The concept of a diet can be easily misunderstood. It sometimes takes form as an impermanent change in habitual food consumption enduring a bout of self-discipline and deprivation, achieving a temporary state of health. This might sound familiar. It is a practice many of us adopt several times a year, the most common will be after Christmas. Still merry from the festivities many set out to improve health, mainly through short-term short-lived diets, almost always accompanied by the desire to exercise more.
Deep down everyone knows that regularly practicing these things will lay a foundation for a happier and healthier life, yet a lot of us tend to slip back into bad habits.
We’re going about it all wrong. The way we view the accomplishment of better health is cloudy. The pursuit of health should not be a temporary goal. The key is how we look at it. Incremental and ongoing is the achievement of health. This instills a sense of balance and consistency.
A definition reflecting current dietary practice is what throws us:
Diet – “a special course of food to which a person restricts themselves, either to lose weight or for medical reasons”.
A markedly better level of health can be seen when the same food groups are eaten regularly, reflecting the traditional definition of a diet:
“The kinds of food that a person, animal, or community habitually eats”
We can see a difference here. Once we understand the core concept of what a diet is and used to be, the path to a healthier lifestyle will become easier to follow.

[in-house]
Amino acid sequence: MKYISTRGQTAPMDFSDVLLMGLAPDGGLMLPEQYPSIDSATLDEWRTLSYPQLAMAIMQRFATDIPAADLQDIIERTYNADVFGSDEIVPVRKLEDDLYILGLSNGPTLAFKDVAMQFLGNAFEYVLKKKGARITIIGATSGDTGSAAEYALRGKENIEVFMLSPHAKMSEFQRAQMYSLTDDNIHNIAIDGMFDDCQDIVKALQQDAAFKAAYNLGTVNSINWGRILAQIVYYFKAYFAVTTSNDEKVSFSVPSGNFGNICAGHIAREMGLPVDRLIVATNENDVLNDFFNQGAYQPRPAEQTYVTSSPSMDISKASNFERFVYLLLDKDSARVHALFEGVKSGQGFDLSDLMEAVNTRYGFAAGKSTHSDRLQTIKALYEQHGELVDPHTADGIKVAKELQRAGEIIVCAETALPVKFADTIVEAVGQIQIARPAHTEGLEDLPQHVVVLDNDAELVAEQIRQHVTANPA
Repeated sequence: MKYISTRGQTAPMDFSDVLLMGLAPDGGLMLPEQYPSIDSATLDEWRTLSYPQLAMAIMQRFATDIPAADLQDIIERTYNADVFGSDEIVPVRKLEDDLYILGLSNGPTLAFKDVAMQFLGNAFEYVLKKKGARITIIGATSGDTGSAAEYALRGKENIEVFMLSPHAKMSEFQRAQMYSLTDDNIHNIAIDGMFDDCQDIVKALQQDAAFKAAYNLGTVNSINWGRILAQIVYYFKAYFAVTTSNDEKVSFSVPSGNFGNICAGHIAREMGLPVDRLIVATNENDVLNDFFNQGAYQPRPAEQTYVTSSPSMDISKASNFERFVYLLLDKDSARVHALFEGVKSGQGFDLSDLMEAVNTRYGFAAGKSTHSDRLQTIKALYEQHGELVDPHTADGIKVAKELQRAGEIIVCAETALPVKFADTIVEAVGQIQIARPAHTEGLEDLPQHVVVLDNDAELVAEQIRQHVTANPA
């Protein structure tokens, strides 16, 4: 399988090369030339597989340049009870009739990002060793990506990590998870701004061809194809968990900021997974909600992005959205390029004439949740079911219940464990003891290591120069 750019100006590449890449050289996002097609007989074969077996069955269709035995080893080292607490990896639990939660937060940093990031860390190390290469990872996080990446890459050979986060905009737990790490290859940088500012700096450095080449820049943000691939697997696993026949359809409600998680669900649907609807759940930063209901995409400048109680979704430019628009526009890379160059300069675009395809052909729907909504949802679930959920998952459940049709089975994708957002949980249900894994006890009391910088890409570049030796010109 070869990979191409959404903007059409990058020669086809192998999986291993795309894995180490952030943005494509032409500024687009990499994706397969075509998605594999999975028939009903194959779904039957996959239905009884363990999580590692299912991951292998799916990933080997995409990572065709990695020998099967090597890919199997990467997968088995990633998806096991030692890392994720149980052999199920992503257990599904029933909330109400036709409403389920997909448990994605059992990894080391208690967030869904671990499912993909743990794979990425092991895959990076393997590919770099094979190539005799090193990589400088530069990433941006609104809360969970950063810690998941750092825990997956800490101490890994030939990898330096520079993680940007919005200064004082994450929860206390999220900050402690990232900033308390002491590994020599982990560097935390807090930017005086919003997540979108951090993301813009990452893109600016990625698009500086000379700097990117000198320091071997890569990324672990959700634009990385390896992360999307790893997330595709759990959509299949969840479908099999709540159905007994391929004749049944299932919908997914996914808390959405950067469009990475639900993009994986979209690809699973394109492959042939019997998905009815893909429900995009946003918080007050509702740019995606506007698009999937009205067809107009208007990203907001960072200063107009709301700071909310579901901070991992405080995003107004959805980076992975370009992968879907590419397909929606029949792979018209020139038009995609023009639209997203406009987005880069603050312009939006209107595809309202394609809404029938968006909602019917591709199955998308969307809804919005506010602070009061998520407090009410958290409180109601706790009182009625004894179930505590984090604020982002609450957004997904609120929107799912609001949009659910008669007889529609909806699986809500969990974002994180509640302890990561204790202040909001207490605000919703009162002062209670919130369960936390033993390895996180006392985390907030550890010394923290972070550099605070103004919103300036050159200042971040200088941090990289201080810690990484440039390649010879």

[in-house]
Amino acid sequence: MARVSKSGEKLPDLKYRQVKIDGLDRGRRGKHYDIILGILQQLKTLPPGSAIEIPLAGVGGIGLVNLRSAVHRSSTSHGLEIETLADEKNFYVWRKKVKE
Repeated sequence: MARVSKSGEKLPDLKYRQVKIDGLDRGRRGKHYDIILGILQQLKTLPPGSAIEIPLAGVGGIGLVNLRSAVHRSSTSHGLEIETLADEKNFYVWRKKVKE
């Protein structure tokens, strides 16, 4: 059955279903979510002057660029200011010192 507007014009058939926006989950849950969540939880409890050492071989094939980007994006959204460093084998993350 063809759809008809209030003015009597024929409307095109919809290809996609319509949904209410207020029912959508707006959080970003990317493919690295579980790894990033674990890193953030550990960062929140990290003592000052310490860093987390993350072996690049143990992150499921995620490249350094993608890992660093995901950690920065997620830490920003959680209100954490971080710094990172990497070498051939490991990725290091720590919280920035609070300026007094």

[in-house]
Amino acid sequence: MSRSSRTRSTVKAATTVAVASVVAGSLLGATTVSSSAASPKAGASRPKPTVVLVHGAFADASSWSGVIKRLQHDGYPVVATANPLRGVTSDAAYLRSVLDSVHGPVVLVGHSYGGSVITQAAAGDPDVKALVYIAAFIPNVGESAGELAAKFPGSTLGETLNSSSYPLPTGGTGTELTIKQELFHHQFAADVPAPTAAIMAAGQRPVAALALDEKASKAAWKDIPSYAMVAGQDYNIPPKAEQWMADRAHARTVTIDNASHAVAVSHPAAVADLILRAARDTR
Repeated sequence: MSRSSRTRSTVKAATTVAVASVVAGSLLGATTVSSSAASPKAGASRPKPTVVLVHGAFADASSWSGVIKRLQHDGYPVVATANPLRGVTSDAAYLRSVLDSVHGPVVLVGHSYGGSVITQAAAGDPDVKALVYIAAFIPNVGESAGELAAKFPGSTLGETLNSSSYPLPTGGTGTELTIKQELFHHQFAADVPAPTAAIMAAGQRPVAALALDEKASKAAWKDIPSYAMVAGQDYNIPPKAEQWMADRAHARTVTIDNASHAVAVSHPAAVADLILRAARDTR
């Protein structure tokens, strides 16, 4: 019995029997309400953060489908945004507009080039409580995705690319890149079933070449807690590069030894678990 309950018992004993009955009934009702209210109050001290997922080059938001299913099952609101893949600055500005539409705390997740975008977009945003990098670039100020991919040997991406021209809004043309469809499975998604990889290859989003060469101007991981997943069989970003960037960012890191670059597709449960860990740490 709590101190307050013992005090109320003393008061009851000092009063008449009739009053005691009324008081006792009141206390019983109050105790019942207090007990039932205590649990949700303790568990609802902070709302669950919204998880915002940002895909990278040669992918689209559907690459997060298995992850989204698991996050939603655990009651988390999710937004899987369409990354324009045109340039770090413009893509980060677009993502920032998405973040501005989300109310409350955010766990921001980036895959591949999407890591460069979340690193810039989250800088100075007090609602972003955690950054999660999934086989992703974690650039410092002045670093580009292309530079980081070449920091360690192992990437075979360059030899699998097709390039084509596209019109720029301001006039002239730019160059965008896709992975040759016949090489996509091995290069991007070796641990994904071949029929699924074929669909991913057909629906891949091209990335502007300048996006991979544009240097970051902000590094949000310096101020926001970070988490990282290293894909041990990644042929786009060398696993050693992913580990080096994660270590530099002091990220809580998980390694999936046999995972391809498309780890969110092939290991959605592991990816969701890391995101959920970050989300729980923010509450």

Restriction Isn’t Sustainable
The key word to note here is restrict! In order to be healthy we need a full, varied and balanced diet rich in nutrients to promote energy and vitality. When we restrict ourselves we are depriving our bodies of nutrients.
When nutrient deprived the body will seek these nutrients elsewhere and exert cravings to get them, seeking balance for the deficit induced by restrictions. When cravings are succumbed to, what do we go for? A large helping of spinach or kale? Not likely.
When the urge to eat becomes uncontrollable a nutrient deficit has likely occurred. This is why restrictive diets tend to be unsuccessful.
There are so many different diet options, when results aren’t seen within a short period of time, the old diet is out the window and say hello to this weeks diet.
Different diets can suit different individuals. Some will work for some, and others won’t. If you stick to one diet for long enough then you may see results. The problem is which one!? The key is listening to your body. Being slightly more conscious about how food can affect you will help determine what foods and practices to maintain.
The ones to avoid are unrealistic purges such as completely cutting out carbohydrates for two weeks or surviving on lemon and ginger water for days is an extreme way of pushing for better health. Yes lemon and ginger tea is healthy, yes eating LESS carbohydrates when you don’t need them is beneficial, but not to the degree of an extreme.
These practices are hard to stick with as the body is deprived of nutrients and can still be accustomed to what used to be put in it. This manifests itself as cravings and can be testing and uncomfortable.
Many of us will sway towards the extreme options because of the illusion of faster results. “Well, maybe if I deprive myself of X for 2 weeks then the weight will come off faster”
We live in a time of instant gratification, and when results aren’t seen fast we can get demoralised.
The way a diet is viewed needs to be changed. We cannot keep switching week to week what we eat otherwise no progress is made.
Shoot for small yet incremental changes overtime.
A healthy balance of fruits, green leafy veg, legumes, starchy veg, grains, nuts, berries, dairy and maybe a sugary treat once in a while will go a long way. If incorporated slowly, substituting old bad foods for new ones encourages commitment and the attainment of health can occur incrementally.